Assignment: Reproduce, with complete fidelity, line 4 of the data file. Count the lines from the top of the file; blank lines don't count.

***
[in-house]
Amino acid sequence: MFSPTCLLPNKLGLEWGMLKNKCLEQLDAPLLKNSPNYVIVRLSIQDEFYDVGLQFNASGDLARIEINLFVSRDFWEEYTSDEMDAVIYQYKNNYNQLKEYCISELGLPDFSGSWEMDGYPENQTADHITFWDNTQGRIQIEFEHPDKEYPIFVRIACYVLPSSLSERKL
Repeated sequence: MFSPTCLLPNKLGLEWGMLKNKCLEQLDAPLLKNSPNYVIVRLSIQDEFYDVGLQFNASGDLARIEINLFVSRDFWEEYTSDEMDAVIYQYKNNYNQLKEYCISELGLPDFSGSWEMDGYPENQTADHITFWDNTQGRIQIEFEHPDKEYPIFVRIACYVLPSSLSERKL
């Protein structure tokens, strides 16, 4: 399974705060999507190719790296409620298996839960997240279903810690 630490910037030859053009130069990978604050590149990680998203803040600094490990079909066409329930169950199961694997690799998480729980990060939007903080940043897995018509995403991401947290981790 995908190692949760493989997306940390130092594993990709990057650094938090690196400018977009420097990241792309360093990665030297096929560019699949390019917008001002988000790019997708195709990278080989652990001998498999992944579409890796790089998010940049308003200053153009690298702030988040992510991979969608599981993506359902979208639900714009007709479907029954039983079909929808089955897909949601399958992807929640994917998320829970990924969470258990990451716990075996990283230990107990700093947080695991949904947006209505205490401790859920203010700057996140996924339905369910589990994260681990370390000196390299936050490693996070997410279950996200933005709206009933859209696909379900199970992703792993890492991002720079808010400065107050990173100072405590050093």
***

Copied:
């Protein structure tokens, strides 16, 4: 399974705060999507190719790296409620298996839960997240279903810690 630490910037030859053009130069990978604050590149990680998203803040600094490990079909066409329930169950199961694997690799998480729980990060939007903080940043897995018509995403991401947290981790 995908190692949760493989997306940390130092594993990709990057650094938090690196400018977009420097990241792309360093990665030297096929560019699949390019917008001002988000790019997708195709990278080989652990001998498999992944579409890796790089998010940049308003200053153009690298702030988040992510991979969608599981993506359902979208639900714009007709479907029954039983079909929808089955897909949601399958992807929640994917998320829970990924969470258990990451716990075996990283230990107990700093947080695991949904947006209505205490401790859920203010700057996140996924339905369910589990994260681990370390000196390299936050490693996070997410279950996200933005709206009933859209696909379900199970992703792993890492991002720079808010400065107050990173100072405590050093």